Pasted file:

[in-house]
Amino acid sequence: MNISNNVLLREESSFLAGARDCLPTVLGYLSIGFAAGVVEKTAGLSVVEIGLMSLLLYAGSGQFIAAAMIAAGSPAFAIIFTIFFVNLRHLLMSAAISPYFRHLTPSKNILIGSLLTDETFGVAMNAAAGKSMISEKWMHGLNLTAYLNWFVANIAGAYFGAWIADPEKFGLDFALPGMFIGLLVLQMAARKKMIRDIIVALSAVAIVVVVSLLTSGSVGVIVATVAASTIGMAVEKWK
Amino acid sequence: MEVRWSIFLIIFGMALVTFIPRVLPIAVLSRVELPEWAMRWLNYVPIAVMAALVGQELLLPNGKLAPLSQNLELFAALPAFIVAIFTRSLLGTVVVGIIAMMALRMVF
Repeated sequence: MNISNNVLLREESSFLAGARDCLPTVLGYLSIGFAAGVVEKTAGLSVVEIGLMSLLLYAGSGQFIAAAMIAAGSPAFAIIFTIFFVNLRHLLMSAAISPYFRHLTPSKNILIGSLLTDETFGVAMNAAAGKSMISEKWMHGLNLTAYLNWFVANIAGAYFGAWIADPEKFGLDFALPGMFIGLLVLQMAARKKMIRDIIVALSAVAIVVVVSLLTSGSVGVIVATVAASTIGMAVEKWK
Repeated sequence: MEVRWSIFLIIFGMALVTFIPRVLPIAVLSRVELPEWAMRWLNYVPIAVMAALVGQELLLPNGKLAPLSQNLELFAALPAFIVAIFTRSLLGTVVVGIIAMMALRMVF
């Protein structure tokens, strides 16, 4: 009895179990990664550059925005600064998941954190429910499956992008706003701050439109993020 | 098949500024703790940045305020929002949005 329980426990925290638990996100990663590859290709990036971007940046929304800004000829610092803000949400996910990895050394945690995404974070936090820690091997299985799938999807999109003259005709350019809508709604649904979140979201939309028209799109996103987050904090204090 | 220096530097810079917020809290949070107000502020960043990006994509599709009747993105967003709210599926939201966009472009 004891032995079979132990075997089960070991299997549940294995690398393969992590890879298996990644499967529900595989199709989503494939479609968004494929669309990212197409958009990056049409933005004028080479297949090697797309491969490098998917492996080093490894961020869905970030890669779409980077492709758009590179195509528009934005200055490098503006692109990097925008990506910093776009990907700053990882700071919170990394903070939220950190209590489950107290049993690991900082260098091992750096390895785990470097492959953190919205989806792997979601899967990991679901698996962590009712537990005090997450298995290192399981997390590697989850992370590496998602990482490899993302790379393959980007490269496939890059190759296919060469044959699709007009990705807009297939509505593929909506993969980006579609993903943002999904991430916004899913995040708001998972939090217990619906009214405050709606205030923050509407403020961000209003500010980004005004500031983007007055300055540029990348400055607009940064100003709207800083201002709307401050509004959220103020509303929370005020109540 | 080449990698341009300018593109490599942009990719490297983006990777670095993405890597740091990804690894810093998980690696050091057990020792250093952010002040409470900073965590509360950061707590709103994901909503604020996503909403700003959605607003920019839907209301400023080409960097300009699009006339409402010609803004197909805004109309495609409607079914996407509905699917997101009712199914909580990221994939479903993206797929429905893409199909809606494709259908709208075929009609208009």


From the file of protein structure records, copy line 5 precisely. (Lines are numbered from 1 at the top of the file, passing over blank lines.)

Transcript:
Repeated sequence: MEVRWSIFLIIFGMALVTFIPRVLPIAVLSRVELPEWAMRWLNYVPIAVMAALVGQELLLPNGKLAPLSQNLELFAALPAFIVAIFTRSLLGTVVVGIIAMMALRMVF